We are next let into his confidence with regard to the proper amount of entertainment he will think it fit and necessary to allow his wife. She must certainly go to the play, but a lady of independent fortune, the mistress of a grand house and a servant in livery, cannot be expected to walk out in evening-dress, so a coach or chair must be provided for her conveyance, and for the hire of these he makes a yearly computation of £3, 10s. 'Her expenses at these Diversions' (which included, doubtless, entrance fees and refreshments) would amount to another £3, 10s. As a staid and steady bachelor not given (as he tells us later on) to 'sauntering at Coffee-Houses' or playing at hazard, he has been content with going to the play about once a year, but now, as 'it would not be proper she should go alone,' this exemplary husband will even sacrifice his own inclinations, and, obeying the call of duty, attend his wife at a cost of £1, 10s. a year! Not only is he considerate in the matter of providing for his wife's pleasures, but he seems to us decidedly liberal in the matter of pin-money, as he sets aside £30 for her personal expenses.

Coals and candles weigh heavily on his mind. His landlady has hitherto kept him sufficiently warm for an annual 40s. (coals must have been much cheaper, landladies less of harpies, or the winters much milder in those days!), but in his new establishment coals and candles will run up to the large sum of £15.

His bachelor dinners have cost him an average of 10s. per week; when married he must still dine, and even divert himself with 'evening expenses' common both to married men and bachelors, so that instead of a modest £25 for dinners he will now have to pay the following yearly bills:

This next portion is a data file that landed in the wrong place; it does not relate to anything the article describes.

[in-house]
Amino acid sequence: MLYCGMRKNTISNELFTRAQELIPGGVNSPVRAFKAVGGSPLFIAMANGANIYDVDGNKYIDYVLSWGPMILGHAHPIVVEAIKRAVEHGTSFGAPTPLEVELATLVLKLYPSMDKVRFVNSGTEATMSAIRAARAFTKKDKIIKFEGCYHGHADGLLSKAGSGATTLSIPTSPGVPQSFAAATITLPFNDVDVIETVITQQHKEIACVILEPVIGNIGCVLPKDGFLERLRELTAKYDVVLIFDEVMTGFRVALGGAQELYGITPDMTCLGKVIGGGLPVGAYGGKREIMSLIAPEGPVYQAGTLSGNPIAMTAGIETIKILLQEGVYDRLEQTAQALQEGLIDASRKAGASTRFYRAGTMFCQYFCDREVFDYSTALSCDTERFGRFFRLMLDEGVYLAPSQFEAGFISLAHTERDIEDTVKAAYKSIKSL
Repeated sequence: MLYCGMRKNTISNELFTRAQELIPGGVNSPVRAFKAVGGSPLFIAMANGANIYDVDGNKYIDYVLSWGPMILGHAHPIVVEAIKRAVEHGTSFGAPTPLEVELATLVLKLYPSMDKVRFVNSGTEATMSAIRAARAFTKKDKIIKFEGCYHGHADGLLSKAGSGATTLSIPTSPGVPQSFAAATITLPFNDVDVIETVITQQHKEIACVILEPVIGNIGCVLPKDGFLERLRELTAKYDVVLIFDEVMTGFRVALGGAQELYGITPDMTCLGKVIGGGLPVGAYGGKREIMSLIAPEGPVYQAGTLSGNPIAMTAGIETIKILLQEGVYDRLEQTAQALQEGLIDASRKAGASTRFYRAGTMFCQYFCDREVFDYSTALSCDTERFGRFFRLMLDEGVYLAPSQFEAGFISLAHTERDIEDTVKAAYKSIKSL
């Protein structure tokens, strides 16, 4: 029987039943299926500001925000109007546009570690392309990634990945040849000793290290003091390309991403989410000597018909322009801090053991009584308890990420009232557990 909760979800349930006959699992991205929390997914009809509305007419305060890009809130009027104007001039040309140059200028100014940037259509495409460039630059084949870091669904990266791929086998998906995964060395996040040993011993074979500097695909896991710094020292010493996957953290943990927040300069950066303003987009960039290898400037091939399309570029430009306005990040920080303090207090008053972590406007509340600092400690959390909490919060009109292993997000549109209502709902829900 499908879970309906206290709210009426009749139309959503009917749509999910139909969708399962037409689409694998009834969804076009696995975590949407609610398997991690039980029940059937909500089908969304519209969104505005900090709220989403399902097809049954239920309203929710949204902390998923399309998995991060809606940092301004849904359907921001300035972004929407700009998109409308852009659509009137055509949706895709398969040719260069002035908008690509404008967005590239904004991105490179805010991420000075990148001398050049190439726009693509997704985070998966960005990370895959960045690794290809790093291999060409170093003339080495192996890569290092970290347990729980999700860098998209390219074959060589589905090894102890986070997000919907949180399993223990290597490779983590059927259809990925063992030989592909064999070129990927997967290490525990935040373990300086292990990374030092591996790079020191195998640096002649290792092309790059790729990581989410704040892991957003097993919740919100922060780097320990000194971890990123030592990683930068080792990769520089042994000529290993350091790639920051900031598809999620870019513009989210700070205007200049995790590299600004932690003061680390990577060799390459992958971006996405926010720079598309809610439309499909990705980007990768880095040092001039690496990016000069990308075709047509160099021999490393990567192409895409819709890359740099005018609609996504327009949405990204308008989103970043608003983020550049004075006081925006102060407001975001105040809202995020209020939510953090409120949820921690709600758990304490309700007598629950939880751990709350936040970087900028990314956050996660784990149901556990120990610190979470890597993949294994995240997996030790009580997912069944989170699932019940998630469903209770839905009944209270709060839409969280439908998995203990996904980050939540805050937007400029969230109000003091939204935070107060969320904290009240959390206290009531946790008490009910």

The Butcher350000
Wine, Cyder, etc., at a moderate computation300000
The Fruiterer011000
The Milk-Woman010000
Salt, Small-coal, Rotten-stone, Brick-dust, Sand, Oat-meal, Whiteing and many other little Ingredients in House-Keeping I am ignorant of020000

This detailed calculation over, we again catch a glimpse of the man's personality and his conception of what is due from him towards a wife. 'If my Wife pleases me, as I do not doubt but your Relation will, (I know my own Temper so well in that Respect that) I shall be often making her Presents of either Rings, Jewels, Snuff-Boxes, Watch, Tweezers, some Knick-Knacks, and Things of that Nature, in which, one Year with another, I am sure I shall spend 5l.' After this it occurs to him that he has left out one important source of expense which he 'least wishes for,' but which 'happens in most Families'—that is, the fees of doctor and apothecary, which will, he fears, average £5 per annum.